It can be so difficult to connect and live comfortably with our teenagers. This is a struggle familiar to all families across time and culture. In Family Therapy it is known as one of the family transitions that can feel very turbulent and difficult to navigate.
In some ways we have to become annoyed and irritated with each other; we have to begin to plant the seeds of wanting an eventual separation.
In life before lockdown, I was having dinner with my friend (and fellow clinical psychologist) and complaining about my teenager’s recent harsh comments and general untidiness. He reminded me of the need for ‘Preparation for Separation’ – my teenager needs to safely push against me as she explores her identity and individuality in teenagerdom. He gently told me that in some ways we have to become annoyed and irritated with each other; we have to begin to plant the seeds of wanting an eventual separation, otherwise how could we ever bear the thought of them leaving? That felt harsh and very sad at the time, I was not quite ready to think of her leaving home.
But since then I have found it a little easier to understand and manage the tricky moments with my daughter. I remember that one day she will leave home and that needs a lot of preparation. I want to give her space to make mistakes and explore who she is and what she thinks. I want to coach her and embed values around how to treat herself and others. I want to make room for her to safely experience and manage conflict and disagreements. It doesn’t always happen smoothly mind you! There are times when I am more sensitive and respond like a teenager myself – but once I have calmed down, there is then opportunity to teach relationship repair….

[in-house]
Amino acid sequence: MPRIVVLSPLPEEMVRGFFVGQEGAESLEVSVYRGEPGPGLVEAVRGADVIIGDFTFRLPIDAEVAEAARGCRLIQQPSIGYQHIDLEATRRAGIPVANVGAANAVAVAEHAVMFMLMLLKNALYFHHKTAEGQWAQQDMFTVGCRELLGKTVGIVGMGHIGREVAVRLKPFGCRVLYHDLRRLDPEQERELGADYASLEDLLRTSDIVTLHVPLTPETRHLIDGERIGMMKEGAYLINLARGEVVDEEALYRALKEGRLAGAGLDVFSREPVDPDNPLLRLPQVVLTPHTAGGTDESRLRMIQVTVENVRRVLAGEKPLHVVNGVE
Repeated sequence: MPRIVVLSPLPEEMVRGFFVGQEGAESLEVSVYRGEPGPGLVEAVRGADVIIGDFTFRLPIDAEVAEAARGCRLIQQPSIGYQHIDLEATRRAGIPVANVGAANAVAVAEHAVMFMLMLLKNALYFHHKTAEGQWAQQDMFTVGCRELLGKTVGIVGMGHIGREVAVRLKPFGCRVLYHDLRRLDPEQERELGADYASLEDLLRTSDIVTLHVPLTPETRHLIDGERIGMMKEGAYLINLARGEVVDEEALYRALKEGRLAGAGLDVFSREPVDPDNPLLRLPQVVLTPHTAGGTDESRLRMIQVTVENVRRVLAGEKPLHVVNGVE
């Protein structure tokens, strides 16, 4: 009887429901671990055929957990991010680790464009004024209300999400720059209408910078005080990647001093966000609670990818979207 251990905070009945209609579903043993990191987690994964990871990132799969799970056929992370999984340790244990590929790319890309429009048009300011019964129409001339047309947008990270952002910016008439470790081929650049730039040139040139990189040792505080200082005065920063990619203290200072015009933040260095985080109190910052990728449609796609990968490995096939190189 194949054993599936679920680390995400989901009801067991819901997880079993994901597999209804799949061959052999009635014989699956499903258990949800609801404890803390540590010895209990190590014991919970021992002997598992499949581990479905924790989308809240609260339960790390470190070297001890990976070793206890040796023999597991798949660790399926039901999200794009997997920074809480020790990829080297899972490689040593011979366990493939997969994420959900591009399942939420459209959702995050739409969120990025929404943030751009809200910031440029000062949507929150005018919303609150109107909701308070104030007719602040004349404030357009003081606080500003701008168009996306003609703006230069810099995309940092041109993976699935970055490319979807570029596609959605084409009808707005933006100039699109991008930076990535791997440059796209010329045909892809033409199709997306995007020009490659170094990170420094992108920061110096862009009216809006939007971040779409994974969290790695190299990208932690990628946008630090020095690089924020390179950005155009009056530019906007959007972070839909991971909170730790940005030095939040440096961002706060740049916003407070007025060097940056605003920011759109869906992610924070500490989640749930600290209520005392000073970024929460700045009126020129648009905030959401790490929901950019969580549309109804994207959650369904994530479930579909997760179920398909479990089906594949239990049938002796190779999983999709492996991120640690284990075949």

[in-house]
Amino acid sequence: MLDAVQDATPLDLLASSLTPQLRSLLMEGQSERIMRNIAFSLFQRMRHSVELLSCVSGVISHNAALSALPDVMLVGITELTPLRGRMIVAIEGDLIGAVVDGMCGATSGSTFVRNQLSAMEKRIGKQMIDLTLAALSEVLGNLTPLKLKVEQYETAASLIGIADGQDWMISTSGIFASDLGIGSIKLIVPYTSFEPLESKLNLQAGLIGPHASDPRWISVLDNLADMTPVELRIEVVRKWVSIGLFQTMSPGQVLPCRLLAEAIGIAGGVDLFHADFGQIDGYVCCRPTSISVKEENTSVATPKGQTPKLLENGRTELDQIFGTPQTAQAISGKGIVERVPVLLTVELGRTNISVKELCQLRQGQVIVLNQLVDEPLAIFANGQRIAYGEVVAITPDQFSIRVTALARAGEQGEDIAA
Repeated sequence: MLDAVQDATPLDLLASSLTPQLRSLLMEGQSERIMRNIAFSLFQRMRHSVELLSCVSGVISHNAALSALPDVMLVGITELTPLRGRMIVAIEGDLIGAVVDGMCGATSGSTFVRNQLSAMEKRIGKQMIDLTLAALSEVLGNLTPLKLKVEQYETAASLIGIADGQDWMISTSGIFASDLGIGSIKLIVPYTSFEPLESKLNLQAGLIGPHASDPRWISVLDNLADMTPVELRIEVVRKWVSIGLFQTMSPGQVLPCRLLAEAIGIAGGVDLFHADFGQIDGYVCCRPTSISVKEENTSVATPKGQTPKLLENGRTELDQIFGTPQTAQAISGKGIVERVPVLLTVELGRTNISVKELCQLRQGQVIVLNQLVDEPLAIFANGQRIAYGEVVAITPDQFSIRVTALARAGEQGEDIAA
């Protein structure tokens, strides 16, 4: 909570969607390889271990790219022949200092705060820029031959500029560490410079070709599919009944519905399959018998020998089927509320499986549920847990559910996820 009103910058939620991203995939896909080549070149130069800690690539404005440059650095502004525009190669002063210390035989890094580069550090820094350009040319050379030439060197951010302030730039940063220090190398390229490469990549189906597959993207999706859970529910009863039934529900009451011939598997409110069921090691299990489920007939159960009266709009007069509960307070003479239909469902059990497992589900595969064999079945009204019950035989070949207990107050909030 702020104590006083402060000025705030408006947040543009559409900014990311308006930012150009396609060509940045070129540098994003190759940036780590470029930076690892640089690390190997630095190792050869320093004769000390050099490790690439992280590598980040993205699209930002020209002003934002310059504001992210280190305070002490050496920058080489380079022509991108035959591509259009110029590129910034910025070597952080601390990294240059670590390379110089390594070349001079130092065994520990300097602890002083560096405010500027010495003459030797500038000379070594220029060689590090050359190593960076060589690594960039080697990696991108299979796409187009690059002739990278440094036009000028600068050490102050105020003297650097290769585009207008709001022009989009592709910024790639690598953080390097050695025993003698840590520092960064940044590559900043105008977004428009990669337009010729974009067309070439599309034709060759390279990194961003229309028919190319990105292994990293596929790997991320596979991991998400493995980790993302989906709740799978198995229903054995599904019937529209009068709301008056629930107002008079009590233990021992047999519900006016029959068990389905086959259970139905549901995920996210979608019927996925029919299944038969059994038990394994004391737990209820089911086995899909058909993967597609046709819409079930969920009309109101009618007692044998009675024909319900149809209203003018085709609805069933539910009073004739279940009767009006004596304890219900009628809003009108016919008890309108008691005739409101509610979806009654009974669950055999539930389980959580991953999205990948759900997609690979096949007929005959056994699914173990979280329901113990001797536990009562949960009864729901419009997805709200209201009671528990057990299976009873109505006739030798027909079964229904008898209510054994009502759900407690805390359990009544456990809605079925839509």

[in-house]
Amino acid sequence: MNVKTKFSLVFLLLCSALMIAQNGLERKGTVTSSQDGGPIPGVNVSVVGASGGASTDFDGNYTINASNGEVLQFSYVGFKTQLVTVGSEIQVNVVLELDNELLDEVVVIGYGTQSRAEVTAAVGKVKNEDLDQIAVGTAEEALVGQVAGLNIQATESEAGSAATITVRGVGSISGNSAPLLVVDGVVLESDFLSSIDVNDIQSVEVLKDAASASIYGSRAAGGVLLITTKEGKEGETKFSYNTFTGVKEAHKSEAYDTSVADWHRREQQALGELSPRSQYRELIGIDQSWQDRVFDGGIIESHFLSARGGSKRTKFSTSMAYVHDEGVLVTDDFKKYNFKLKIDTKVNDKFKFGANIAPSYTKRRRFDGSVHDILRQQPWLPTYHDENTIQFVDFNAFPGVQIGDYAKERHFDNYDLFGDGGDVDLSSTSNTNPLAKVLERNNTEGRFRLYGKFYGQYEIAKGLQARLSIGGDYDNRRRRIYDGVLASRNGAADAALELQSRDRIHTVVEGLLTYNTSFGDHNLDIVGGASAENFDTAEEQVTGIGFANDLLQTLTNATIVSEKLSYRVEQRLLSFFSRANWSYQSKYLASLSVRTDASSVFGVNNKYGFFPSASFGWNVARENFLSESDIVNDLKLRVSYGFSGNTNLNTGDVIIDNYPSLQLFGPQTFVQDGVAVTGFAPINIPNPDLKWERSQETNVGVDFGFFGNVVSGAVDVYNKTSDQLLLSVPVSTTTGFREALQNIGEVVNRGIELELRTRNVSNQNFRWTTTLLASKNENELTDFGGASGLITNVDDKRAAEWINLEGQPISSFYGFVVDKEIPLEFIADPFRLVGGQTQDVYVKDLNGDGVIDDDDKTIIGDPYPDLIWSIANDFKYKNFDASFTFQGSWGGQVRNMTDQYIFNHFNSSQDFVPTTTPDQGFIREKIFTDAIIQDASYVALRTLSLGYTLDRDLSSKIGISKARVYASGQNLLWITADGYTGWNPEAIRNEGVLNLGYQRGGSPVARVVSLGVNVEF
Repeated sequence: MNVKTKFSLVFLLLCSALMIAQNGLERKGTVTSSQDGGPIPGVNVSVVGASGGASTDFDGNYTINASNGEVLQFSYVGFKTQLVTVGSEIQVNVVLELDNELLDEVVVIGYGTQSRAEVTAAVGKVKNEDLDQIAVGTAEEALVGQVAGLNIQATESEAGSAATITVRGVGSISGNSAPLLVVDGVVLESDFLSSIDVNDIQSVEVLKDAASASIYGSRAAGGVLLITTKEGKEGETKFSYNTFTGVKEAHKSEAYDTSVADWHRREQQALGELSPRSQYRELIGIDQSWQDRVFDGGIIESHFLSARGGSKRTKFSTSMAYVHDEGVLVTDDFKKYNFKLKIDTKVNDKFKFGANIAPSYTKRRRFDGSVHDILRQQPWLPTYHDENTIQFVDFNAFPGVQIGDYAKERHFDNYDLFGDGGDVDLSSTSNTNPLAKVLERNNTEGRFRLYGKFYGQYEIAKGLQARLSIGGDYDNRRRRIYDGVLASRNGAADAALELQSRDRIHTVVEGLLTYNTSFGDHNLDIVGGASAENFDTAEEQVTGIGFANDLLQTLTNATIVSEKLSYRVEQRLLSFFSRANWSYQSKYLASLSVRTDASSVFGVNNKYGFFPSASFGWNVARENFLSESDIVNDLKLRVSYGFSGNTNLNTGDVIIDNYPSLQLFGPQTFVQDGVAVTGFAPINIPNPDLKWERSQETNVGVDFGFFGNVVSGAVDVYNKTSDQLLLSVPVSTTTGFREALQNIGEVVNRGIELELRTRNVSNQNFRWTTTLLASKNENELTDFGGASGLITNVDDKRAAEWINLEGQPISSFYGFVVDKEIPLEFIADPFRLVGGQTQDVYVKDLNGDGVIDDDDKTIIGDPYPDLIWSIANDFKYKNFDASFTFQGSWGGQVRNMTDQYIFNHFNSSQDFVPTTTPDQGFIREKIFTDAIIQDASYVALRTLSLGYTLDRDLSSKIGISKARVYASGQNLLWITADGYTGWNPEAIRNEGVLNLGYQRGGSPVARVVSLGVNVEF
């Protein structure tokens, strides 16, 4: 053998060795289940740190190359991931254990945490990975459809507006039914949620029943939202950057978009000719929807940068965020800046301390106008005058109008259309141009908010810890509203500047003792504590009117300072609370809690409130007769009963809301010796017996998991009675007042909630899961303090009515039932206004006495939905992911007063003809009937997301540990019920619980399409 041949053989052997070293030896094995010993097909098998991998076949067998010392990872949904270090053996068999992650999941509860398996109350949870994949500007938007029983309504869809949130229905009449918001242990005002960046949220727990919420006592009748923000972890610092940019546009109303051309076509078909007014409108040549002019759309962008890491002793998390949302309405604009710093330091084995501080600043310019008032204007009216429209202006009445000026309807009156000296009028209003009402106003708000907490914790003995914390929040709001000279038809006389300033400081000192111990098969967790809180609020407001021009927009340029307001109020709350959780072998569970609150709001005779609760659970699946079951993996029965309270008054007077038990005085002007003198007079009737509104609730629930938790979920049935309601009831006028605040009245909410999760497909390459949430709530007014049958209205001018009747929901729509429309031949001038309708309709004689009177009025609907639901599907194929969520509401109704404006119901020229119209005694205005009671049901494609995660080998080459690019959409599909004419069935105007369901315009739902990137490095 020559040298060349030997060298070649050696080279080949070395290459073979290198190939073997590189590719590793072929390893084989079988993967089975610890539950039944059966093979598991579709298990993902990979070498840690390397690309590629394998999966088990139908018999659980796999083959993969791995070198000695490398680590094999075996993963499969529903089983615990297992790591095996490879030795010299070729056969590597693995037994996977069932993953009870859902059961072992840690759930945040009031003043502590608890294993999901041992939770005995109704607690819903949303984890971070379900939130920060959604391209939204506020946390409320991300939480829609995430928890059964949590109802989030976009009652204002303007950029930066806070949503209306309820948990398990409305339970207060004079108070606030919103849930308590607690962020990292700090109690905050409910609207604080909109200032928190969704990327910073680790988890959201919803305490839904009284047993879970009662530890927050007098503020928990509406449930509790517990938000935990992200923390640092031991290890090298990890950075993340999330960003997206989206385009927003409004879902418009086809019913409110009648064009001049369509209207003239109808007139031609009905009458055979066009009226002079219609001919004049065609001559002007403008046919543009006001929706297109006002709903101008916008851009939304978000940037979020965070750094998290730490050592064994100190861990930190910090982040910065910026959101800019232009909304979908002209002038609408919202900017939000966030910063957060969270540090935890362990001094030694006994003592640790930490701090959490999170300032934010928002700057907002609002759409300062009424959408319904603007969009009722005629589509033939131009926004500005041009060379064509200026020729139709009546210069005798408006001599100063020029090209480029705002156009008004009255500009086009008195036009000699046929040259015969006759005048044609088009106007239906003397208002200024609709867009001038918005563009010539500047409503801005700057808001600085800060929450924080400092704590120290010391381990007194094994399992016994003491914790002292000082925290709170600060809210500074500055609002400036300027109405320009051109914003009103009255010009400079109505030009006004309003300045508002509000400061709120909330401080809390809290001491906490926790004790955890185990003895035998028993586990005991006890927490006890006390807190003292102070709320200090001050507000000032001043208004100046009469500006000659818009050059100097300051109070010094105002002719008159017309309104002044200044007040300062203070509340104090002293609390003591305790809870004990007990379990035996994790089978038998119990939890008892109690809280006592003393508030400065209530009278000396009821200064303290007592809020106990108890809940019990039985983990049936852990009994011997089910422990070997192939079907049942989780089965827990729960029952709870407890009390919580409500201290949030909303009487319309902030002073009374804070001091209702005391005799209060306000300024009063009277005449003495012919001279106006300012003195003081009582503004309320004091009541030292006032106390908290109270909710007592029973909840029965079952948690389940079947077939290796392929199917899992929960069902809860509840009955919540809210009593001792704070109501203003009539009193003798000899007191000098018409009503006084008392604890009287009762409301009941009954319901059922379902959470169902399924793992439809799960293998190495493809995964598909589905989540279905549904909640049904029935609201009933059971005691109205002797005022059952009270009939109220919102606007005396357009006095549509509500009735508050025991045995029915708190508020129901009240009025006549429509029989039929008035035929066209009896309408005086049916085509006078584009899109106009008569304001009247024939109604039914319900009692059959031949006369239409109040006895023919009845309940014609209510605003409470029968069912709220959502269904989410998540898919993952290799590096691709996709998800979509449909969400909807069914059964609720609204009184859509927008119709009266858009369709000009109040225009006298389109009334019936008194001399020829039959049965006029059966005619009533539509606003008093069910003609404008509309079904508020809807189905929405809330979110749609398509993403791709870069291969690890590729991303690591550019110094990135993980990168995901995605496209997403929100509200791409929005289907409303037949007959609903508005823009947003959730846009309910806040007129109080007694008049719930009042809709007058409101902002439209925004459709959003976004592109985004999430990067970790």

Perhaps this family transition is more magnified during lockdown?
Since lockdown I have been thinking more about this transition and know many families out there are struggling with it. Perhaps this family transition is more magnified during lockdown? The usual avenues for respite, release, distraction, and social support are limited. What previously may have just passed on by with only a little drama or upset and a label of ‘normal teenage behaviour’ is being felt much more intensely within our families.
How parents are doing in lockdown
As parents we may feel more vulnerable and may be judging ourselves more harshly. We feel threatened. We don’t have enough information to make confident choices. We struggle to balance the need to protect our families with ensuring our teenagers get the socialisation, freedom and responsibility they need. We are comparing ourselves more than ever to other families and how they are coping – are we measuring up? On top of this, we may feel lonely and miss the opportunities for easy conversation with our parents or friends that previously enabled us to keep things in perspective. Any inadequacies we felt previously as a parent (or indeed as a human being generally) are likely to be flourishing nicely right now!
How teenagers are doing in lockdown